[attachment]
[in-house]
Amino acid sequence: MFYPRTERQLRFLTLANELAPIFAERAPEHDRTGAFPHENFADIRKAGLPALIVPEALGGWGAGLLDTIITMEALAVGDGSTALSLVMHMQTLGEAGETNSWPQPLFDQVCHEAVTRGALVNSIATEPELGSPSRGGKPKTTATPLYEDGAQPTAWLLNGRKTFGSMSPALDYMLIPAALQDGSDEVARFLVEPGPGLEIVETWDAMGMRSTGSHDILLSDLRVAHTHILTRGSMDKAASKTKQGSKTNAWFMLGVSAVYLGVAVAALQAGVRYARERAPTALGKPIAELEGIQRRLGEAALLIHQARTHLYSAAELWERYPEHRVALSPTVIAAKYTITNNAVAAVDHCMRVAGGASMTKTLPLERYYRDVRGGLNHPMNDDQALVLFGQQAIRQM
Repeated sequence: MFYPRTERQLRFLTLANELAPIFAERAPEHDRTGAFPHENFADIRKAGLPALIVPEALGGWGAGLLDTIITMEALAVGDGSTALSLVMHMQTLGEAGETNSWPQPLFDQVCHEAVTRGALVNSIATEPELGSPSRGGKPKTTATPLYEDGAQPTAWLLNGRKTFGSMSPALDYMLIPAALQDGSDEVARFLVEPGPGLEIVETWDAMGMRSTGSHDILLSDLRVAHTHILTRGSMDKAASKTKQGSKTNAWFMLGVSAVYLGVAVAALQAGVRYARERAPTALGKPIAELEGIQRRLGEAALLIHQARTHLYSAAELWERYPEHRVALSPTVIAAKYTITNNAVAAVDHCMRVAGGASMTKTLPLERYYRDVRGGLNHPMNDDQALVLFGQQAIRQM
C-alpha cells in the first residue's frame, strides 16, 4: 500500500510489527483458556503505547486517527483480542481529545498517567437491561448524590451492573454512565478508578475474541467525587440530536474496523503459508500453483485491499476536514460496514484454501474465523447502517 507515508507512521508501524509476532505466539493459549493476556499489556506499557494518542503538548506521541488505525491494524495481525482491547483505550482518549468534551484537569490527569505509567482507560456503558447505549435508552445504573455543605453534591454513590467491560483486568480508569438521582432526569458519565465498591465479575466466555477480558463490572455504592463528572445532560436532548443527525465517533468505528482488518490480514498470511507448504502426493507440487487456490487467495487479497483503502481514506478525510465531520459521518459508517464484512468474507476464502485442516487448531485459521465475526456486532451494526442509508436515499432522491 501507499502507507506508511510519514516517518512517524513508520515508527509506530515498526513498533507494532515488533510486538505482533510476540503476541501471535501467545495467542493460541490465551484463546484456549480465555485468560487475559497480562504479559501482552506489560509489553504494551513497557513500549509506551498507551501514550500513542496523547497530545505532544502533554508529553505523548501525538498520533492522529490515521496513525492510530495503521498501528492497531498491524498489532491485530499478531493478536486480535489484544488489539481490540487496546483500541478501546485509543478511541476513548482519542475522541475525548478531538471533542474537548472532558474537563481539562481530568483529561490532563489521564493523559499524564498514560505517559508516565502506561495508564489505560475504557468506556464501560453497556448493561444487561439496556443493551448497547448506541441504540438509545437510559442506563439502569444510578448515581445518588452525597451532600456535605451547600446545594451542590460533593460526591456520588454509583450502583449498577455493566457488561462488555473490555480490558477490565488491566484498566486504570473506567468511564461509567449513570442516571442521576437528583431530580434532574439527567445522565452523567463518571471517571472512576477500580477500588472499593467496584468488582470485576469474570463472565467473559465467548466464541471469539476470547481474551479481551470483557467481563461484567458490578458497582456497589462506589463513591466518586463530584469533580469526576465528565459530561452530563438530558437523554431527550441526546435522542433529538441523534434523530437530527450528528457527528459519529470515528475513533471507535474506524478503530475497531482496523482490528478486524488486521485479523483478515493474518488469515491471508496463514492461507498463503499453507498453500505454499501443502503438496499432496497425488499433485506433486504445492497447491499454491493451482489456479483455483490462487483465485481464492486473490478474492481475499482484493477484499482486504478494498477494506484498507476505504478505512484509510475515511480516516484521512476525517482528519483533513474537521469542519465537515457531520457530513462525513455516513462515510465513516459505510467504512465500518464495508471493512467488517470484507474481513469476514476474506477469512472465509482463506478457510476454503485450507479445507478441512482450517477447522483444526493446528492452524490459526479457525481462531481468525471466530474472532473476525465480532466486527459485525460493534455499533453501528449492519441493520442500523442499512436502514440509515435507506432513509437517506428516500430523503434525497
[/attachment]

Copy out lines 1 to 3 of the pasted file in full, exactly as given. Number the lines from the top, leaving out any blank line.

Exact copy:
[in-house]
Amino acid sequence: MFYPRTERQLRFLTLANELAPIFAERAPEHDRTGAFPHENFADIRKAGLPALIVPEALGGWGAGLLDTIITMEALAVGDGSTALSLVMHMQTLGEAGETNSWPQPLFDQVCHEAVTRGALVNSIATEPELGSPSRGGKPKTTATPLYEDGAQPTAWLLNGRKTFGSMSPALDYMLIPAALQDGSDEVARFLVEPGPGLEIVETWDAMGMRSTGSHDILLSDLRVAHTHILTRGSMDKAASKTKQGSKTNAWFMLGVSAVYLGVAVAALQAGVRYARERAPTALGKPIAELEGIQRRLGEAALLIHQARTHLYSAAELWERYPEHRVALSPTVIAAKYTITNNAVAAVDHCMRVAGGASMTKTLPLERYYRDVRGGLNHPMNDDQALVLFGQQAIRQM
Repeated sequence: MFYPRTERQLRFLTLANELAPIFAERAPEHDRTGAFPHENFADIRKAGLPALIVPEALGGWGAGLLDTIITMEALAVGDGSTALSLVMHMQTLGEAGETNSWPQPLFDQVCHEAVTRGALVNSIATEPELGSPSRGGKPKTTATPLYEDGAQPTAWLLNGRKTFGSMSPALDYMLIPAALQDGSDEVARFLVEPGPGLEIVETWDAMGMRSTGSHDILLSDLRVAHTHILTRGSMDKAASKTKQGSKTNAWFMLGVSAVYLGVAVAALQAGVRYARERAPTALGKPIAELEGIQRRLGEAALLIHQARTHLYSAAELWERYPEHRVALSPTVIAAKYTITNNAVAAVDHCMRVAGGASMTKTLPLERYYRDVRGGLNHPMNDDQALVLFGQQAIRQM